If you’re looking for a starter drone, I highly recommend checking out the all-new DJI Mini 3, the successor to the highly popular Mini 2, and an entry-level version of the very capable Mini 3 Pro.
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I make no secret of the fact that out of all my drones, the Mini 3 Pro is my favorite (yes, even beating the Mavic 3). I like the portability and freedom that the compact sub-249g drone offers.
The Mini 3 takes many of the good bits of the Mini 3 Pro, adds more battery life, and drops the starting price by $200.
DJI Mini 3 specs
- Take-off Weight: 248g
- Max Horizontal Speed: 16 m/s
- Max Flight Time: 38 mins with Intelligent Flight Battery/51 mins with Intelligent Flight Battery Plus (sold separately)
- Max Wind Speed Resistance: 10.7 m/s (Level 5)
- Image Sensor: 1/1.3-inch CMOS, 12-megapixels
- Lens: 82.1° field of view, 24 mm equivalent, f/1.7
- Photo Format: JPEG/DNG (RAW)
- Max Video Resolution: 4K (3840×2160)@24/25/30 fps
- Sensors: Downward-facing
So what you get when you buy a Mini 3 is a flying, stabilized 4K/12-megapixel camera with a theoretical range of 10km (way beyond what you should ever take it), and a rated flight time of 38 minutes with the included battery and 51 minutes with the optional Intelligent Flight Battery Plus packs.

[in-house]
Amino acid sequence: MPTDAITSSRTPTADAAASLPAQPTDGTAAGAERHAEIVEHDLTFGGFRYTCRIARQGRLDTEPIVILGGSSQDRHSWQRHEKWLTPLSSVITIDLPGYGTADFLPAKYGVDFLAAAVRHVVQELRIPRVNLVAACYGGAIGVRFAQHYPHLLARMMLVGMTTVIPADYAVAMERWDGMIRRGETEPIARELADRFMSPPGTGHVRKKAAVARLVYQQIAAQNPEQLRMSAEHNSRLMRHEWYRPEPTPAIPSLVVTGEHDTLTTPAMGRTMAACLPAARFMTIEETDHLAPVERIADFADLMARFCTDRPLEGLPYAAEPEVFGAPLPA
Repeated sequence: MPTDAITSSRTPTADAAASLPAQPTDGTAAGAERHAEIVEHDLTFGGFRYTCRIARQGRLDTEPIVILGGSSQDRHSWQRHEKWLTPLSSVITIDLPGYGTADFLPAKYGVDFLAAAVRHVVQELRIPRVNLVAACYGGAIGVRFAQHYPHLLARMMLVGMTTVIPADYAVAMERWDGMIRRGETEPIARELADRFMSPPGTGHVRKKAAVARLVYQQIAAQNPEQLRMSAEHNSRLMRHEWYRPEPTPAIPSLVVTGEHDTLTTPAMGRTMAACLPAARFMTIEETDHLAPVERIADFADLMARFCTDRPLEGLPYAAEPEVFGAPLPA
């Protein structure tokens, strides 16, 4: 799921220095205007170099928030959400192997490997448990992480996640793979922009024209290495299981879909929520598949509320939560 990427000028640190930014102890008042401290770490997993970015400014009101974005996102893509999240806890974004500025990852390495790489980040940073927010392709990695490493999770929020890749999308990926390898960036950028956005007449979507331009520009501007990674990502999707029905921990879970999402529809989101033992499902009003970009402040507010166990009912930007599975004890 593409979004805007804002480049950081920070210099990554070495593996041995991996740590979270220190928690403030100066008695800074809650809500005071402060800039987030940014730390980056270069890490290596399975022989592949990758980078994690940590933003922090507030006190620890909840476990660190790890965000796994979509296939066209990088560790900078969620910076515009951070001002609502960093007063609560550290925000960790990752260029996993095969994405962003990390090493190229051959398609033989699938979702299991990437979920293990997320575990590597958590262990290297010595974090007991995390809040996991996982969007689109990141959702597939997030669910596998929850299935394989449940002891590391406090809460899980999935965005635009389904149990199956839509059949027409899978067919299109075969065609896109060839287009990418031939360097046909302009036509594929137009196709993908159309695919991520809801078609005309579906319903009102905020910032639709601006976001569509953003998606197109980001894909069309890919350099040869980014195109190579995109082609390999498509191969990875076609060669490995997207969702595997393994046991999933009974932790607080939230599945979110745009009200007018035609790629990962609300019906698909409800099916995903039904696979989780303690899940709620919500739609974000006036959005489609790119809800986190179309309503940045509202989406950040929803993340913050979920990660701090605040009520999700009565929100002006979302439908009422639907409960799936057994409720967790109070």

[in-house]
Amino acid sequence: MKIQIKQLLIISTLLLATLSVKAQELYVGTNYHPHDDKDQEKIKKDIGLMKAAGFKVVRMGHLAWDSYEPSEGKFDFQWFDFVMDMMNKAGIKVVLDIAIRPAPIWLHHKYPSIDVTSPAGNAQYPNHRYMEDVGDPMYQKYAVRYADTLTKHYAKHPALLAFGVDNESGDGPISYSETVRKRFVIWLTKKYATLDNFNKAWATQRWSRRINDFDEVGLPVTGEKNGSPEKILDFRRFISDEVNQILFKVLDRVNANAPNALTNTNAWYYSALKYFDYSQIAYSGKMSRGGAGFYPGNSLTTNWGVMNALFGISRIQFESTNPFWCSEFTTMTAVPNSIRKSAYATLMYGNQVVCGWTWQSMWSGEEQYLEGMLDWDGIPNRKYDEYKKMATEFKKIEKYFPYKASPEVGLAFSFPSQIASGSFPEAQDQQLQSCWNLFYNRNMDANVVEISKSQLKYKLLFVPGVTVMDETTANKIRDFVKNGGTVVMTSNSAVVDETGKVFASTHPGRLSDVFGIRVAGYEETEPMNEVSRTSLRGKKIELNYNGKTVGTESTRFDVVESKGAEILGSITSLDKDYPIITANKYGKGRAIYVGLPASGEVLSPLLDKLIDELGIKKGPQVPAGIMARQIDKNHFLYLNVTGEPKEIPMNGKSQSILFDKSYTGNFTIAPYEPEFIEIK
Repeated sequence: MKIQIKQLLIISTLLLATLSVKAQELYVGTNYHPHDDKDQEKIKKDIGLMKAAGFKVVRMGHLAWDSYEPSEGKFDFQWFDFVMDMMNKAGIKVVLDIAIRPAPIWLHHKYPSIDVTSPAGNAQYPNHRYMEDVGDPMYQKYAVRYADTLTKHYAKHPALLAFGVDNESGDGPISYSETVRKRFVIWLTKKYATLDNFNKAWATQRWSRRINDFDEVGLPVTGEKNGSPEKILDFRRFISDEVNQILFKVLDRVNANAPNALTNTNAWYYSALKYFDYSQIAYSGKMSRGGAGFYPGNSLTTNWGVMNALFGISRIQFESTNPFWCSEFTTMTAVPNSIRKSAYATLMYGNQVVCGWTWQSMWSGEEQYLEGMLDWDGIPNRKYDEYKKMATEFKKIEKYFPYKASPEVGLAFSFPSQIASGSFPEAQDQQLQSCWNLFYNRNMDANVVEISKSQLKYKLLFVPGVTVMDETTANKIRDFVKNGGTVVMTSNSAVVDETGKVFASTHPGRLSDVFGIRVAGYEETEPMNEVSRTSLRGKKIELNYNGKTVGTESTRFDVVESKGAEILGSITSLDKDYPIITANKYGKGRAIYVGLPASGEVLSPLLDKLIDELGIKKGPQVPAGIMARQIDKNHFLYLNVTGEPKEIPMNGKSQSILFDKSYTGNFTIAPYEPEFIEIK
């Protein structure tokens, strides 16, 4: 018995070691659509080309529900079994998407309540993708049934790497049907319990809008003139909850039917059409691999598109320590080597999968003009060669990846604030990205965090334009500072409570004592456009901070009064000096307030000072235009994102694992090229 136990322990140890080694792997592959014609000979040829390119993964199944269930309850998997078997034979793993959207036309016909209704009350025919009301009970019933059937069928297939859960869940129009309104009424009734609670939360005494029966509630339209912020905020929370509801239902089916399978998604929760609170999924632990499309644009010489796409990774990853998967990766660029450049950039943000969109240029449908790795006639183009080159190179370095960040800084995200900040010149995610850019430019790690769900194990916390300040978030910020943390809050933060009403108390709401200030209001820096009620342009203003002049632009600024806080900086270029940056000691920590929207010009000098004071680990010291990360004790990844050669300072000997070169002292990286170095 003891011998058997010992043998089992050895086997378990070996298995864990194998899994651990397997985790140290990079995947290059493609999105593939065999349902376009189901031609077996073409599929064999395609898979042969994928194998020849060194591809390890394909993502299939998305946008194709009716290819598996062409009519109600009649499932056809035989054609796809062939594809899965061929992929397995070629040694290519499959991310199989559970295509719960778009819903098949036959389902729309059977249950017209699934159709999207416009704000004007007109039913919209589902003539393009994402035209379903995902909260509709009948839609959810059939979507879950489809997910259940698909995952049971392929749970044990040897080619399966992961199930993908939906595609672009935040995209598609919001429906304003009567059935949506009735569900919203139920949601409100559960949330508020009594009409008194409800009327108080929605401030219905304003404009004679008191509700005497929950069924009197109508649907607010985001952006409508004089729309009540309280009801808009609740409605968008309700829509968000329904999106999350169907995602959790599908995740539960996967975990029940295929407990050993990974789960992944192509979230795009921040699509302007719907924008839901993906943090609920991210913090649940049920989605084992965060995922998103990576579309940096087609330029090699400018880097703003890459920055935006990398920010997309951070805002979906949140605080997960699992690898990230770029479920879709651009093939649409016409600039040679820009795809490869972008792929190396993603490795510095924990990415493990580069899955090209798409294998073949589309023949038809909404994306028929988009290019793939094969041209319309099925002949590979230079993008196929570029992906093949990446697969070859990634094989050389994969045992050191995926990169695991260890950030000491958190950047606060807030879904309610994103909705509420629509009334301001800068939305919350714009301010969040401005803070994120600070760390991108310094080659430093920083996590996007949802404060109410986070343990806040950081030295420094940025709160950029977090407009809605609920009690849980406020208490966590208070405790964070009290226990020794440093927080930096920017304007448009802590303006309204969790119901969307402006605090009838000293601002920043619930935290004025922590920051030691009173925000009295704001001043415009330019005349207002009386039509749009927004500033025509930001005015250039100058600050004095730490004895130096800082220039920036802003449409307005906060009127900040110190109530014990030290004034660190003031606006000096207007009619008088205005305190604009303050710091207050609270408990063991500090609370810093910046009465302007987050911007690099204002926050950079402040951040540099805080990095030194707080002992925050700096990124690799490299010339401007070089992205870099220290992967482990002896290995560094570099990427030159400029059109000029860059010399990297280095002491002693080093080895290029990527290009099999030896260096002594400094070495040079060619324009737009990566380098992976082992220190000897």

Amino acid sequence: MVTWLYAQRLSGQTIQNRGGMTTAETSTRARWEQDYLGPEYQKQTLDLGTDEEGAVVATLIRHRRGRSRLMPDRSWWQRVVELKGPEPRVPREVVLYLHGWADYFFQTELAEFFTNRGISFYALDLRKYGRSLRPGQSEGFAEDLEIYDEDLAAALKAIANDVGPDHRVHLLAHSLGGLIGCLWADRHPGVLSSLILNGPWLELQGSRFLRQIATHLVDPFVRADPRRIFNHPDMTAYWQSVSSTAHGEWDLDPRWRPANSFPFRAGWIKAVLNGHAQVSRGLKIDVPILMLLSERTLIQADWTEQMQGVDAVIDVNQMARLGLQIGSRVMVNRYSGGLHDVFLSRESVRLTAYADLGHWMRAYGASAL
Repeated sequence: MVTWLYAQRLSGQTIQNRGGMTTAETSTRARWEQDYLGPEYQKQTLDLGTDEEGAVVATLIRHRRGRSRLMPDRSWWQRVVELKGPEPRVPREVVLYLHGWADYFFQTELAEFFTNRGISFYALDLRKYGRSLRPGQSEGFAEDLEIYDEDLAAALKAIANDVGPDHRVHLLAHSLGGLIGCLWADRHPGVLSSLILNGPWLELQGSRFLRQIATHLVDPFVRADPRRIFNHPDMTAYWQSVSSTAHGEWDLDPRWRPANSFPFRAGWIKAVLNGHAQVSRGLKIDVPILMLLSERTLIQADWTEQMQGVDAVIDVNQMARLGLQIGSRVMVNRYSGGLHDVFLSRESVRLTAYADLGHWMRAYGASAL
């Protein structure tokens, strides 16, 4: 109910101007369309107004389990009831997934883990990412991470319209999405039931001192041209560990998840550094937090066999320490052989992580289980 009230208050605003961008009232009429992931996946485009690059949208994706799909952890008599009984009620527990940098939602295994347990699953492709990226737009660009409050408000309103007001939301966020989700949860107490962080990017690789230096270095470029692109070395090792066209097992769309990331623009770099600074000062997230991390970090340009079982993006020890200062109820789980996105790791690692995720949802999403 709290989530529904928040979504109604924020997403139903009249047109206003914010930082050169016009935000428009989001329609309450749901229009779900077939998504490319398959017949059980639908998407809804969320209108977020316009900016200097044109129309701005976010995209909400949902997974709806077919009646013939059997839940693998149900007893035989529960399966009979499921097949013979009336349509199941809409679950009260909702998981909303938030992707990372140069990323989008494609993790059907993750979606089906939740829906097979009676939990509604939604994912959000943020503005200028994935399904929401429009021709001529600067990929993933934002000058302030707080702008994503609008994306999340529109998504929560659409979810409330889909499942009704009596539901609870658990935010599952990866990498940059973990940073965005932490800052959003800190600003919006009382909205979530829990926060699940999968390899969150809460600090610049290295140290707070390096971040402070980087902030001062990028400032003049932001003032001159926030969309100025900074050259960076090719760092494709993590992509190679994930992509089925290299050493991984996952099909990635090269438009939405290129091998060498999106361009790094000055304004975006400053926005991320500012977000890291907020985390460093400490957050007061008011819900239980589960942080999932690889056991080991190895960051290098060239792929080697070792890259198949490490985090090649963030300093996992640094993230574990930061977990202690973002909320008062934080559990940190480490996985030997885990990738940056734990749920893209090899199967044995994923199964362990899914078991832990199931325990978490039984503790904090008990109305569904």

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DJI’s quoted flight times are, in my experience, very optimistic, and I’d say you’re going to get real-world flight times closer to 28/40 minutes.
Those are still very good flight times.
The standard kit comes with the DJI RC-N1 controller with no screen (you use your smartphone), but there’s an option to upgrade to the DJI RC controller that has a built-in display that adds $140 to the price.
There’s also a “Fly More Combo” option that adds two additional 38-min Intelligent Flight Batteries, a two-way charging hub, a shoulder bag, spare propellers, and a few other bits.
So, where does the Mini 3 differ from the Mini 3 Pro?
Well, in exchange for a few minutes more flight time, you lose two main things: 4K recording at 60 frames per second and the forward/read-facing sensors.
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Yes, just like the Mini 2, the Mini 3 doesn’t have obstacle avoidance sensors and only has a downward-facing sensor for landing. While I never trust sensors, they’re nice to have, especially when flying close to the tree line or around buildings.
Are those sensors worth the extra $200? That’s something for you to decide. Or do you want to save even more money and pick up the Mini 2, starting at $449?